To describe the rate and characteristics of anaphylaxis cases presenting to out-of-hospital emergency medical services (EMS).
Over a 2-year period from May 2013, paramedics responding to ambulance calls in the Outaouais region of Quebec collected data on patients with anaphylaxis, as part of the Cross-Canada Anaphylaxis Registry. Demographics, reaction characteristics and treatments were recorded at the time of patient evaluation.
The incidence of anaphylaxis among the 67,220 ambulance calls received during the study period remained stable in years 1 and 2, at 0.31% [n=104; 95% CI 0.25%, 0.37%] and 0.36% [n=119; 95% CI 0.30%, 0.43%], respectively. The median age was 43.3 years [interquartile range: 20.9, 60.3], with female predominance (60.1%; 95% CI 53.3%, 66.5%). Food (37.2%; 31.0%, 44.0%), drugs (19.7%; 14.8%, 25.7%) and venom (17.9%; 13.3%, 23.7%) were the top triggers. Severe reactions (defined by the presence of cyanosis, SpO2<92%, respiratory arrest, hypotension, dysrhythmia, confusion or loss of consciousness) were more likely in males [OR 2.1; 1.1, 4.4] and during exercise [OR 5.2; 1.2, 22.4). Epinephrine was not administered for moderate-severe anaphylaxis in 25.0% of cases (95% CI 19.1, 32.0). The presence of serious reaction was the only factor associated with epinephrine administration [OR=1.26; 1.1, 1.5].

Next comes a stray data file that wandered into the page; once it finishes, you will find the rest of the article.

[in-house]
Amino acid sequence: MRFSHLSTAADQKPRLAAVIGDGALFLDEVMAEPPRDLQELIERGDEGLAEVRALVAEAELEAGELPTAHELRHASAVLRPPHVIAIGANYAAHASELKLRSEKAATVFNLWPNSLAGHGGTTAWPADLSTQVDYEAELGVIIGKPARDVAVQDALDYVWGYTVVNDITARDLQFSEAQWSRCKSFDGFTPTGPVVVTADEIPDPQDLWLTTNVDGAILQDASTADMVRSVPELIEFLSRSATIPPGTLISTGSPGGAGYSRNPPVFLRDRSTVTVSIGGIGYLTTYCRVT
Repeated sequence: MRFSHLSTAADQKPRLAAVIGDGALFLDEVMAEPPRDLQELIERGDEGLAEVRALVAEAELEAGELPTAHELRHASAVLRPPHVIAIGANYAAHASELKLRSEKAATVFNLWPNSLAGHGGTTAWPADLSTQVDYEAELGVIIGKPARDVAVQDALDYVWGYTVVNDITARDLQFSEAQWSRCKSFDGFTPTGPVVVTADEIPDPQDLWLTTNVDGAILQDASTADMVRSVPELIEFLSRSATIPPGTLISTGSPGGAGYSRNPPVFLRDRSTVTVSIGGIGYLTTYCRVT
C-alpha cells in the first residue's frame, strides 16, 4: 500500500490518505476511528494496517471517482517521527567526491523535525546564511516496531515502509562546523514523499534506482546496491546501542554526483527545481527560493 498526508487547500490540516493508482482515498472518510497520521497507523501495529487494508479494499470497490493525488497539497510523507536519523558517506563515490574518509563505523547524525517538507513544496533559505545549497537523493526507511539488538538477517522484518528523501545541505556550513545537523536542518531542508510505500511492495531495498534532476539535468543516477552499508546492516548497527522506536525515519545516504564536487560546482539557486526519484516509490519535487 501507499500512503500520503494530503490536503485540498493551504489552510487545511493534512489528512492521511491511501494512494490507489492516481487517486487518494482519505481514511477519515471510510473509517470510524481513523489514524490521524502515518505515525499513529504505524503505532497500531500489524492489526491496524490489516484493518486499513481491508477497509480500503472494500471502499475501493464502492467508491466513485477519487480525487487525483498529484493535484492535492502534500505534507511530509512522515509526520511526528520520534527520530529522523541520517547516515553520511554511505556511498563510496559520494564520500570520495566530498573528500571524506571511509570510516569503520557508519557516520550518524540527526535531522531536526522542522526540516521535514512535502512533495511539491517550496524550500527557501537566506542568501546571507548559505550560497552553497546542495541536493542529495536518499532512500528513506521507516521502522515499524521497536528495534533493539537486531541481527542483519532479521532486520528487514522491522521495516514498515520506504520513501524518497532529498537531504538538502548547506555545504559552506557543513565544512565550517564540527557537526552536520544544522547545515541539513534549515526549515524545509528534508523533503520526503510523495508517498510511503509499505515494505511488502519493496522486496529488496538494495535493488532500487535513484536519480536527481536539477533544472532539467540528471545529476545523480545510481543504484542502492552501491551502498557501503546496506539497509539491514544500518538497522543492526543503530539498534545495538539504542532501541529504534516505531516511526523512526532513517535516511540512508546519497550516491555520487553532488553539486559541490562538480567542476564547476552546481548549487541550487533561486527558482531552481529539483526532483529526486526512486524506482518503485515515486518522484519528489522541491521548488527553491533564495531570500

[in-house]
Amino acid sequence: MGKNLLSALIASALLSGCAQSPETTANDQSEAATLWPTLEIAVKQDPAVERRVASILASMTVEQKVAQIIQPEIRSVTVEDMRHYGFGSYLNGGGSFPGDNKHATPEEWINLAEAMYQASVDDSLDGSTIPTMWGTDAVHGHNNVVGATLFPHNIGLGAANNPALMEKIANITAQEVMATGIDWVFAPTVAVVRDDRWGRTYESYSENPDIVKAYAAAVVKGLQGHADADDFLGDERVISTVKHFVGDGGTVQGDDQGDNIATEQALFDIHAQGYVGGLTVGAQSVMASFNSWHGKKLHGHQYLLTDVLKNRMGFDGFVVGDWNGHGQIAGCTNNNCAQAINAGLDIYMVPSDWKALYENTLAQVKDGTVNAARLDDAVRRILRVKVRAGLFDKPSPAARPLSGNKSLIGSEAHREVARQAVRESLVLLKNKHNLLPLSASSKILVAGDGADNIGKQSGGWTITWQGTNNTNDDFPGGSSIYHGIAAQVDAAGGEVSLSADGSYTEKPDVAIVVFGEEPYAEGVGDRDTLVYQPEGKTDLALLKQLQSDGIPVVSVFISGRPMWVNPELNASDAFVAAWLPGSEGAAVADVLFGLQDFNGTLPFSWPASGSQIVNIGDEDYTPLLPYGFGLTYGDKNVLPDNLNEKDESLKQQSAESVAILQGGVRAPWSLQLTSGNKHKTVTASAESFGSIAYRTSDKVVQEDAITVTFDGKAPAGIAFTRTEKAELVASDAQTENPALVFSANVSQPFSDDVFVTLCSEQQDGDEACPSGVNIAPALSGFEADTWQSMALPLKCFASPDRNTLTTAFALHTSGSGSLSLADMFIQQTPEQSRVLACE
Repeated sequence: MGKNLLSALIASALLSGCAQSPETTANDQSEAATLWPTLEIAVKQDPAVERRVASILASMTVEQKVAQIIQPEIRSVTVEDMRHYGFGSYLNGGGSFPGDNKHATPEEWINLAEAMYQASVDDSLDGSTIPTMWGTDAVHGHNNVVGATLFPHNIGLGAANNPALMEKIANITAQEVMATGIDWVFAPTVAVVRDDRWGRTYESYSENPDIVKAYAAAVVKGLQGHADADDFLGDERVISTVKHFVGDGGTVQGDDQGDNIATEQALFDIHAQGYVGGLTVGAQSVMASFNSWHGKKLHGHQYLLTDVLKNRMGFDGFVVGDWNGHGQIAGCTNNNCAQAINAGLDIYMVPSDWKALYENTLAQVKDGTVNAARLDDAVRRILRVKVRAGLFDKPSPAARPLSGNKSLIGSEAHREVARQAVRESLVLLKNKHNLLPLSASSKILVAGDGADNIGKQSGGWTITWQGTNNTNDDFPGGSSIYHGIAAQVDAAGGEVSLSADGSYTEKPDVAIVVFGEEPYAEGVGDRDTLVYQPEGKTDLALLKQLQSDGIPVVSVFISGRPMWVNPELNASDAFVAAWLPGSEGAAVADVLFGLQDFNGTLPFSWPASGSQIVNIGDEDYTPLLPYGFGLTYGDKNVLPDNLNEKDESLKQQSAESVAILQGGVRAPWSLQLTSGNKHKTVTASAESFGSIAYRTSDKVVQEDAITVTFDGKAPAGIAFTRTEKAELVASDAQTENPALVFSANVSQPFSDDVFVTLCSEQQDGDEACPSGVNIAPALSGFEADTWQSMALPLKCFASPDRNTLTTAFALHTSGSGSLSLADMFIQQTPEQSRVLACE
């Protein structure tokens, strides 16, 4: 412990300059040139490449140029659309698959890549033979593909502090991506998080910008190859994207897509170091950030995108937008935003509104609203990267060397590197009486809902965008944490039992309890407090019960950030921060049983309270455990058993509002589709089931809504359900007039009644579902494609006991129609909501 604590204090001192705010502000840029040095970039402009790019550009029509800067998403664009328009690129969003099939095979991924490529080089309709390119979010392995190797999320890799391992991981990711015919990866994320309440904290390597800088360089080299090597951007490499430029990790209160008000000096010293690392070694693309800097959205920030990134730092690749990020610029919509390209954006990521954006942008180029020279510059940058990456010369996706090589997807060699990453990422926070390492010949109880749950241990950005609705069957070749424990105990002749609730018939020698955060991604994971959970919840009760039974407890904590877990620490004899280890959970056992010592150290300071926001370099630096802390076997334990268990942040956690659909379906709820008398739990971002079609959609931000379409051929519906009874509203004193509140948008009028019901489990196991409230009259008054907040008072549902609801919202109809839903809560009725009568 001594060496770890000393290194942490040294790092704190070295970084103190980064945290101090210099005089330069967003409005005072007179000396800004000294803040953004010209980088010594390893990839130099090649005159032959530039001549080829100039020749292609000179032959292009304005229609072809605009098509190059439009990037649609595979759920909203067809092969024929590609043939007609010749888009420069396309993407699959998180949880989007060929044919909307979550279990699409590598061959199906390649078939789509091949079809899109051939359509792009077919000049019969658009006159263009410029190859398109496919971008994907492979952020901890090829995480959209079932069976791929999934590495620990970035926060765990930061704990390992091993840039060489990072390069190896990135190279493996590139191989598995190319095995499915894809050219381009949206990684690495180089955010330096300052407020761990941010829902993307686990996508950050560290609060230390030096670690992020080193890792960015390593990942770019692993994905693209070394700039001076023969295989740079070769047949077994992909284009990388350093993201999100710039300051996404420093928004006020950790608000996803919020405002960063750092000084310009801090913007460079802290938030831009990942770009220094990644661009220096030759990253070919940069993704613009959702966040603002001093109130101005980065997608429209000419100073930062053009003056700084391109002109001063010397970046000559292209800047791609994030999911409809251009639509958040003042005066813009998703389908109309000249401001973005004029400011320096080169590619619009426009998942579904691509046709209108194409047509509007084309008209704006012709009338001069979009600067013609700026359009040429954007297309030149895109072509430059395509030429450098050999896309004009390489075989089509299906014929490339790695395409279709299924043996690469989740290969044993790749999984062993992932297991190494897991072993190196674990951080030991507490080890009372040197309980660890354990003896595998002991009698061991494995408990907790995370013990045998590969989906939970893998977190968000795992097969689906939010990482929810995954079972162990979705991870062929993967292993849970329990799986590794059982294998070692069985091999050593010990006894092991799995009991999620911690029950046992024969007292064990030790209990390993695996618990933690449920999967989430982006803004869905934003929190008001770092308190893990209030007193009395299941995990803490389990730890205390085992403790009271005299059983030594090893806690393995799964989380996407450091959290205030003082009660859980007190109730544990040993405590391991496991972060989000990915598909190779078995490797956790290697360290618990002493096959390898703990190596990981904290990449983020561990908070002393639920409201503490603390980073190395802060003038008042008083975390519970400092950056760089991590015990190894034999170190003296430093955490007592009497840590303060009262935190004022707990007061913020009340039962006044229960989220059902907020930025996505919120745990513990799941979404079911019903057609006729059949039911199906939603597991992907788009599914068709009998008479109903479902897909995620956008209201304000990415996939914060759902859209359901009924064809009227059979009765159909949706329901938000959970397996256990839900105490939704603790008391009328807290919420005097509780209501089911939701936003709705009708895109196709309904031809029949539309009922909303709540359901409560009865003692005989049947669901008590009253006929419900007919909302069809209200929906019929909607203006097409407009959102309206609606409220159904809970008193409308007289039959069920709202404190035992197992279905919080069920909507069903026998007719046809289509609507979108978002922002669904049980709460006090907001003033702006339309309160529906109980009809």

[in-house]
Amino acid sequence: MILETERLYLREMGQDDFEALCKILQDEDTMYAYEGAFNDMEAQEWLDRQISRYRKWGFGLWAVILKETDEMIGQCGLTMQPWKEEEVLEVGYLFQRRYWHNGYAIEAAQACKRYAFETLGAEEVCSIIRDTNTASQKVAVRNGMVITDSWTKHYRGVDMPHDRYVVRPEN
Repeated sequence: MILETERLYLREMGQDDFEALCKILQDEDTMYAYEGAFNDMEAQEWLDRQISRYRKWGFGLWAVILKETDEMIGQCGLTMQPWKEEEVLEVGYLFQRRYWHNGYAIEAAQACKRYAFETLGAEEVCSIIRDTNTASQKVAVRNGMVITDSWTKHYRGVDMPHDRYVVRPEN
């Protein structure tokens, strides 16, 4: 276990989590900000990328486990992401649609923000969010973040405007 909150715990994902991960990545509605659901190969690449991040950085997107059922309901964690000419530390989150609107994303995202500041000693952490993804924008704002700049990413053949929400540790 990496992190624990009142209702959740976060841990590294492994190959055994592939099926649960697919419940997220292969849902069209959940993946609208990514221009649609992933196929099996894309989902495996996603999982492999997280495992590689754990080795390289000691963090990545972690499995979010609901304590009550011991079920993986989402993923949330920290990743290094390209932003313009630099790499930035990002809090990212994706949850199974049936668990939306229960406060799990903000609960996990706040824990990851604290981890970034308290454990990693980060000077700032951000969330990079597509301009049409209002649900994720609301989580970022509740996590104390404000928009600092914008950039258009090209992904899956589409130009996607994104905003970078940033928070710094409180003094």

Conclusions: Our results draw from the first prospectively documented data of anaphylaxis cases presenting to out-of-hospital EMS. The results reflect previously identified risk factors for anaphylaxis, with food, drugs and insect stings as the most common culprits. The suboptimal proportion of cases treated with epinephrine highlights an ongoing need for patient and health-care provider education.